Microsoft on Friday said it plans to release an out-of-band security update on Monday to fix a serious zero-day vulnerability in Windows Shell that it said attackers are increasingly
The software giant is releasing the bulletin after completing required testing, Christopher Budd, senior security response communications manager at Microsoft, wrote on the Microsoft Security Response Center blog.
"Additionally, we're able to confirm that, in the past few days, we've seen an increase in attempts to exploit the vulnerability," Budd said. "We firmly believe that releasing the update out of band is the best thing to do to help protect our customers."
Microsoft normally releases security updates the second Tuesday of each month.
The company issued an advisory July 16 about the Windows Shell vulnerability, which affects all versions of Windows and allows attackers to exploit malicious code when a shortcut icon is displayed. According to Microsoft, an attack can be carried out via a USB drive, remotely through network shares and WebDav or in specific document types that support embedded shortcuts.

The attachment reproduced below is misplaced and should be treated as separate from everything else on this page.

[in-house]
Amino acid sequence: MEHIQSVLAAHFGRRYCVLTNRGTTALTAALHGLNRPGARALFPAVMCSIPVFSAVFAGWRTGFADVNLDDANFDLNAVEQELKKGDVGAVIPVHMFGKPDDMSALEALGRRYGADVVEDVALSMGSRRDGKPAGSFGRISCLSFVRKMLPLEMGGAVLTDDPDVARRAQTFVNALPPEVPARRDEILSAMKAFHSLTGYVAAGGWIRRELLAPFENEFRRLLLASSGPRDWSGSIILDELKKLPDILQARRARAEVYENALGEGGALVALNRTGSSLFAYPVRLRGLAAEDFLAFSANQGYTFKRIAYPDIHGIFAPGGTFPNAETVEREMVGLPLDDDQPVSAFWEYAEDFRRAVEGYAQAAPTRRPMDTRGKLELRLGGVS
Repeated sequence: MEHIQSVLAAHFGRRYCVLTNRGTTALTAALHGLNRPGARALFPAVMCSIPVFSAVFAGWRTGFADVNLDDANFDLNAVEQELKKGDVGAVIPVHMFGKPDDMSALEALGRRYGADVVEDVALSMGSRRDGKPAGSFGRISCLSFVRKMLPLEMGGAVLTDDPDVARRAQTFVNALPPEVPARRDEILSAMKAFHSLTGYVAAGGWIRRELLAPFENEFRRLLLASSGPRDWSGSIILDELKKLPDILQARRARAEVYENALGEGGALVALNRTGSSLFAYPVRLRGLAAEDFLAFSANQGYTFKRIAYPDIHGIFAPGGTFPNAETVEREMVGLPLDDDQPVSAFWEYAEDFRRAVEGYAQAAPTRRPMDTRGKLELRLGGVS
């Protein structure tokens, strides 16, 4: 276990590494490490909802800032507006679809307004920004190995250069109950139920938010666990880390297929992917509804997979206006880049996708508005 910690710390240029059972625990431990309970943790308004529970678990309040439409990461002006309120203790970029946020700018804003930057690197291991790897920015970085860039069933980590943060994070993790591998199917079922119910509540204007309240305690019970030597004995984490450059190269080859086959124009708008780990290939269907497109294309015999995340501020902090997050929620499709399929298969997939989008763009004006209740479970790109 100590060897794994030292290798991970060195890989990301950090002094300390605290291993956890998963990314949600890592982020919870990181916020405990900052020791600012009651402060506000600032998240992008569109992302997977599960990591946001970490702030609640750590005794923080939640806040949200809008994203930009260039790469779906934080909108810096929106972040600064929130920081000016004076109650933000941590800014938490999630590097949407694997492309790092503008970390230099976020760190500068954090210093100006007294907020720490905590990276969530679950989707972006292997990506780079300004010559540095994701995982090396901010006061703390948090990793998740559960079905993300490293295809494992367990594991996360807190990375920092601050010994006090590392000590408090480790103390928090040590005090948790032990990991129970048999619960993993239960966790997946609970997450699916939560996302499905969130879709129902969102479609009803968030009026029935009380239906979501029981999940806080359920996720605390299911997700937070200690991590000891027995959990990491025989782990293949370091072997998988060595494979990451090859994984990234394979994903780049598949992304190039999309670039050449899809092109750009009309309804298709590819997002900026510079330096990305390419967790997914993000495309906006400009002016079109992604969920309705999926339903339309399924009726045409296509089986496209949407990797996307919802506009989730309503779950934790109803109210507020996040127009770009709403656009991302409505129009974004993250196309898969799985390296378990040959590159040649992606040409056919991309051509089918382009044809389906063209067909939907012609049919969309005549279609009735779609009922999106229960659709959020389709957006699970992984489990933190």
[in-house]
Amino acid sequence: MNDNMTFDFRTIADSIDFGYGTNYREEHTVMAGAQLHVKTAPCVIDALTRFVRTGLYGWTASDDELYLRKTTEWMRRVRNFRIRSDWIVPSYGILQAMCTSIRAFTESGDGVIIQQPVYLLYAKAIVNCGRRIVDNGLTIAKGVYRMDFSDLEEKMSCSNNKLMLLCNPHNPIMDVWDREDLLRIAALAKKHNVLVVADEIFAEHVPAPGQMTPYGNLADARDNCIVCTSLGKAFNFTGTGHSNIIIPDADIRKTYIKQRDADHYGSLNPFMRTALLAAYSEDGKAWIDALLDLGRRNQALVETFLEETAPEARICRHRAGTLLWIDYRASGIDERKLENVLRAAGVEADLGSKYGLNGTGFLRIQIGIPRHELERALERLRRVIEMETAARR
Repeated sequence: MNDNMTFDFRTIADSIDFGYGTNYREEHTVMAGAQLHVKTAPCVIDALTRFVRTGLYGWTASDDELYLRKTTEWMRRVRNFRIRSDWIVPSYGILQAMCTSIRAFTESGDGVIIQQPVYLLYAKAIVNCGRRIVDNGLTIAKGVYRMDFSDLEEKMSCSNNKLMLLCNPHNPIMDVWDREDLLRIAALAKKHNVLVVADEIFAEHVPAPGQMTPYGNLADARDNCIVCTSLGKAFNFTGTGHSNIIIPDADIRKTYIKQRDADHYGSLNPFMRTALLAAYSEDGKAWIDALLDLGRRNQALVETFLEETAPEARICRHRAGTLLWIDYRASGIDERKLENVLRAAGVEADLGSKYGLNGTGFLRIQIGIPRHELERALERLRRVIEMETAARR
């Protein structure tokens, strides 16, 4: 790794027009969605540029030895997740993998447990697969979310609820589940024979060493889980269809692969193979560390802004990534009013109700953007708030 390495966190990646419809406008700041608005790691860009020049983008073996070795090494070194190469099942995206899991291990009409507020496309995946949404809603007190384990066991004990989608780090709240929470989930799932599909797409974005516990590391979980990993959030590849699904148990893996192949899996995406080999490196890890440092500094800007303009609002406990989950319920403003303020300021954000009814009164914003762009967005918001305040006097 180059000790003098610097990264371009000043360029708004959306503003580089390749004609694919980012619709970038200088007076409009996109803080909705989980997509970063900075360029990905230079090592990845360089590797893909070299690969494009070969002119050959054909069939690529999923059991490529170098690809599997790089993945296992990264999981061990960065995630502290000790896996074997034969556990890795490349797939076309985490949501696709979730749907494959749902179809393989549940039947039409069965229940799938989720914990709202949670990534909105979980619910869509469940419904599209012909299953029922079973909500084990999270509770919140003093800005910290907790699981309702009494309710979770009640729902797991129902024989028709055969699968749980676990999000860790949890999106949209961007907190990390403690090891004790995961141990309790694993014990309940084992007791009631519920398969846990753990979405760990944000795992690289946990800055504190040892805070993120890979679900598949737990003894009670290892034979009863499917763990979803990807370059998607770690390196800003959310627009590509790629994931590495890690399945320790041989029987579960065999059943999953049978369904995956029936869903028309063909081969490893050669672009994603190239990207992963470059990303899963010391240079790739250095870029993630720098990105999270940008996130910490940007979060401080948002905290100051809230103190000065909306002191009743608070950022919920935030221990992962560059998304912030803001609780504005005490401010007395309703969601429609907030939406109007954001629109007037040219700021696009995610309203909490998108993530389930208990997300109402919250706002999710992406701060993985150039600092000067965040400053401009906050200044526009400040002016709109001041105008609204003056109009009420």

Last week, Microsoft released a temporary fix for the vulnerability, which was discovered in June by Belarus-based antivirus vendor VirusBlokAda.
Multiple threats have been exploiting the flaw, including Stuxnet, a worm that uses the Windows vulnerability to target Siemens SCADA system software. But Microsoft researchers said on Friday that a malware strain called Sality, and specifically Sality.AT, is proving to be particularly virulent and widespread. It infects other files, copies itself to removable media, disables security mechanisms, and downloads other malware, Holly Stewart of the Microsoft Malware Protection Center wrote in a blog post.
"After the inclusion of the .LNK vector, the numbers of machines seeing attack attempts combining malicious .LNKs and Sality.AT soon surpassed the numbers we saw with Stuxnet," Stewart said.
Microsoft said it plans to release the security update around 10 a.m. Pacific Time Monday.